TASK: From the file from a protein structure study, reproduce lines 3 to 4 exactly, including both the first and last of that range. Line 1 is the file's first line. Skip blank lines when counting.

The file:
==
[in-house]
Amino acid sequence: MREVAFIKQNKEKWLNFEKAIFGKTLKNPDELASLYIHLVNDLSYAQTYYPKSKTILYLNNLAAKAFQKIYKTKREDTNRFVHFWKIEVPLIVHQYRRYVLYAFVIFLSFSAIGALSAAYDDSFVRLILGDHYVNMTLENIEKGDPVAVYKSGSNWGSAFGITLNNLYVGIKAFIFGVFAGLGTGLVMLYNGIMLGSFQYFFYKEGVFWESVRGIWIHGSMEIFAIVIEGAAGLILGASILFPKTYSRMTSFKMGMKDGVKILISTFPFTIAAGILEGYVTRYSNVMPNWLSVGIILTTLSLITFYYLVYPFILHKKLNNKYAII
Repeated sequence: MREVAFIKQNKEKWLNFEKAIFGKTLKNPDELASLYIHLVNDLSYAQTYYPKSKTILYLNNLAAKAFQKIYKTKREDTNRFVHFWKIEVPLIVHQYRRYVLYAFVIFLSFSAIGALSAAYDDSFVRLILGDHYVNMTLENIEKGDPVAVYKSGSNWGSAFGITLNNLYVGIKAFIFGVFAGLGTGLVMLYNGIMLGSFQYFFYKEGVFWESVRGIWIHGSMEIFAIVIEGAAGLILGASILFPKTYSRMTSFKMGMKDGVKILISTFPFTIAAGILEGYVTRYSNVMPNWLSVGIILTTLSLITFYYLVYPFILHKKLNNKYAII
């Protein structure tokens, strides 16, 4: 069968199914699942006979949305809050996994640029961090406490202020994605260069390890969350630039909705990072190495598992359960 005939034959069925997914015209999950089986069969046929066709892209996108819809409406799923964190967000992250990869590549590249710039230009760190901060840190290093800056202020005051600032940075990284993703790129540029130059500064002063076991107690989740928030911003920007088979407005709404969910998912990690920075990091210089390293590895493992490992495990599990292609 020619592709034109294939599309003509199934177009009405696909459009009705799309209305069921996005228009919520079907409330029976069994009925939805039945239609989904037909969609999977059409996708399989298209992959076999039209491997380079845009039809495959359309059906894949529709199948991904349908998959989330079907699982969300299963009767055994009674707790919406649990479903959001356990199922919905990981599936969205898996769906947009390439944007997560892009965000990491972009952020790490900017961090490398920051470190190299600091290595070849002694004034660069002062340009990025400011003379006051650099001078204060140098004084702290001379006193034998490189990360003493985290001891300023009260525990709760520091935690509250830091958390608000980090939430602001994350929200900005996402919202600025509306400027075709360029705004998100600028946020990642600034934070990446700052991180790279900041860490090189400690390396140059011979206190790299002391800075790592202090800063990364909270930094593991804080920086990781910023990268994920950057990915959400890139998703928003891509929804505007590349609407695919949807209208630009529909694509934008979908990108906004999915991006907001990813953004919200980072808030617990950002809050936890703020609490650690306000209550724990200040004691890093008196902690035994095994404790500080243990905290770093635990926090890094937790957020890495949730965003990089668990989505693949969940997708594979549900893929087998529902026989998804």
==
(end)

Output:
Repeated sequence: MREVAFIKQNKEKWLNFEKAIFGKTLKNPDELASLYIHLVNDLSYAQTYYPKSKTILYLNNLAAKAFQKIYKTKREDTNRFVHFWKIEVPLIVHQYRRYVLYAFVIFLSFSAIGALSAAYDDSFVRLILGDHYVNMTLENIEKGDPVAVYKSGSNWGSAFGITLNNLYVGIKAFIFGVFAGLGTGLVMLYNGIMLGSFQYFFYKEGVFWESVRGIWIHGSMEIFAIVIEGAAGLILGASILFPKTYSRMTSFKMGMKDGVKILISTFPFTIAAGILEGYVTRYSNVMPNWLSVGIILTTLSLITFYYLVYPFILHKKLNNKYAII
């Protein structure tokens, strides 16, 4: 069968199914699942006979949305809050996994640029961090406490202020994605260069390890969350630039909705990072190495598992359960 005939034959069925997914015209999950089986069969046929066709892209996108819809409406799923964190967000992250990869590549590249710039230009760190901060840190290093800056202020005051600032940075990284993703790129540029130059500064002063076991107690989740928030911003920007088979407005709404969910998912990690920075990091210089390293590895493992490992495990599990292609 020619592709034109294939599309003509199934177009009405696909459009009705799309209305069921996005228009919520079907409330029976069994009925939805039945239609989904037909969609999977059409996708399989298209992959076999039209491997380079845009039809495959359309059906894949529709199948991904349908998959989330079907699982969300299963009767055994009674707790919406649990479903959001356990199922919905990981599936969205898996769906947009390439944007997560892009965000990491972009952020790490900017961090490398920051470190190299600091290595070849002694004034660069002062340009990025400011003379006051650099001078204060140098004084702290001379006193034998490189990360003493985290001891300023009260525990709760520091935690509250830091958390608000980090939430602001994350929200900005996402919202600025509306400027075709360029705004998100600028946020990642600034934070990446700052991180790279900041860490090189400690390396140059011979206190790299002391800075790592202090800063990364909270930094593991804080920086990781910023990268994920950057990915959400890139998703928003891509929804505007590349609407695919949807209208630009529909694509934008979908990108906004999915991006907001990813953004919200980072808030617990950002809050936890703020609490650690306000209550724990200040004691890093008196902690035994095994404790500080243990905290770093635990926090890094937790957020890495949730965003990089668990989505693949969940997708594979549900893929087998529902026989998804």